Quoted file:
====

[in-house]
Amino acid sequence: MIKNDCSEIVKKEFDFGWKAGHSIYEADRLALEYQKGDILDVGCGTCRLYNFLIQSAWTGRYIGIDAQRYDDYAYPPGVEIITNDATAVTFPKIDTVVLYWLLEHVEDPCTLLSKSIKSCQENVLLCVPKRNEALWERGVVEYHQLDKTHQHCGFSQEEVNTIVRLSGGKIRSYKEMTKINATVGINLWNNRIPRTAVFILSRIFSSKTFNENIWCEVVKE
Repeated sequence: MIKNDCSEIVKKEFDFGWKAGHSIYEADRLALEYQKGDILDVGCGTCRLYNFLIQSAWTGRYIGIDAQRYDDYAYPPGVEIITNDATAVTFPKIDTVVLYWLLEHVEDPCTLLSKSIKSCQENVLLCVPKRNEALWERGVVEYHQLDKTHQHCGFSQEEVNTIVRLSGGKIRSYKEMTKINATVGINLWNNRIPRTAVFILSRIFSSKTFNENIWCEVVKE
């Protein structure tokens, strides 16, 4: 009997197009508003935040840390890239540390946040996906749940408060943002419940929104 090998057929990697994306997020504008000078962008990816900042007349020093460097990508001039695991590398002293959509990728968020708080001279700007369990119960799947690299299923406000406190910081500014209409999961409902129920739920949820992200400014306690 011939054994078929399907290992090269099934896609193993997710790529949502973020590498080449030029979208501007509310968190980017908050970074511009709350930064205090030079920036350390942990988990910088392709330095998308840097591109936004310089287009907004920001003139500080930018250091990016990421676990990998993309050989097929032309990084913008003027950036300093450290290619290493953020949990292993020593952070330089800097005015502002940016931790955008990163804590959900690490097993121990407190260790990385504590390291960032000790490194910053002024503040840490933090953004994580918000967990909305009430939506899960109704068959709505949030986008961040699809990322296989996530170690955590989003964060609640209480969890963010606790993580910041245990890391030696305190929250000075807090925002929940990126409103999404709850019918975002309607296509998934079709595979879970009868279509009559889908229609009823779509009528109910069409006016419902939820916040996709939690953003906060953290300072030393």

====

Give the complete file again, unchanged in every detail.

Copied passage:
[in-house]
Amino acid sequence: MIKNDCSEIVKKEFDFGWKAGHSIYEADRLALEYQKGDILDVGCGTCRLYNFLIQSAWTGRYIGIDAQRYDDYAYPPGVEIITNDATAVTFPKIDTVVLYWLLEHVEDPCTLLSKSIKSCQENVLLCVPKRNEALWERGVVEYHQLDKTHQHCGFSQEEVNTIVRLSGGKIRSYKEMTKINATVGINLWNNRIPRTAVFILSRIFSSKTFNENIWCEVVKE
Repeated sequence: MIKNDCSEIVKKEFDFGWKAGHSIYEADRLALEYQKGDILDVGCGTCRLYNFLIQSAWTGRYIGIDAQRYDDYAYPPGVEIITNDATAVTFPKIDTVVLYWLLEHVEDPCTLLSKSIKSCQENVLLCVPKRNEALWERGVVEYHQLDKTHQHCGFSQEEVNTIVRLSGGKIRSYKEMTKINATVGINLWNNRIPRTAVFILSRIFSSKTFNENIWCEVVKE
């Protein structure tokens, strides 16, 4: 009997197009508003935040840390890239540390946040996906749940408060943002419940929104 090998057929990697994306997020504008000078962008990816900042007349020093460097990508001039695991590398002293959509990728968020708080001279700007369990119960799947690299299923406000406190910081500014209409999961409902129920739920949820992200400014306690 011939054994078929399907290992090269099934896609193993997710790529949502973020590498080449030029979208501007509310968190980017908050970074511009709350930064205090030079920036350390942990988990910088392709330095998308840097591109936004310089287009907004920001003139500080930018250091990016990421676990990998993309050989097929032309990084913008003027950036300093450290290619290493953020949990292993020593952070330089800097005015502002940016931790955008990163804590959900690490097993121990407190260790990385504590390291960032000790490194910053002024503040840490933090953004994580918000967990909305009430939506899960109704068959709505949030986008961040699809990322296989996530170690955590989003964060609640209480969890963010606790993580910041245990890391030696305190929250000075807090925002929940990126409103999404709850019918975002309607296509998934079709595979879970009868279509009559889908229609009823779509009528109910069409006016419902939820916040996709939690953003906060953290300072030393």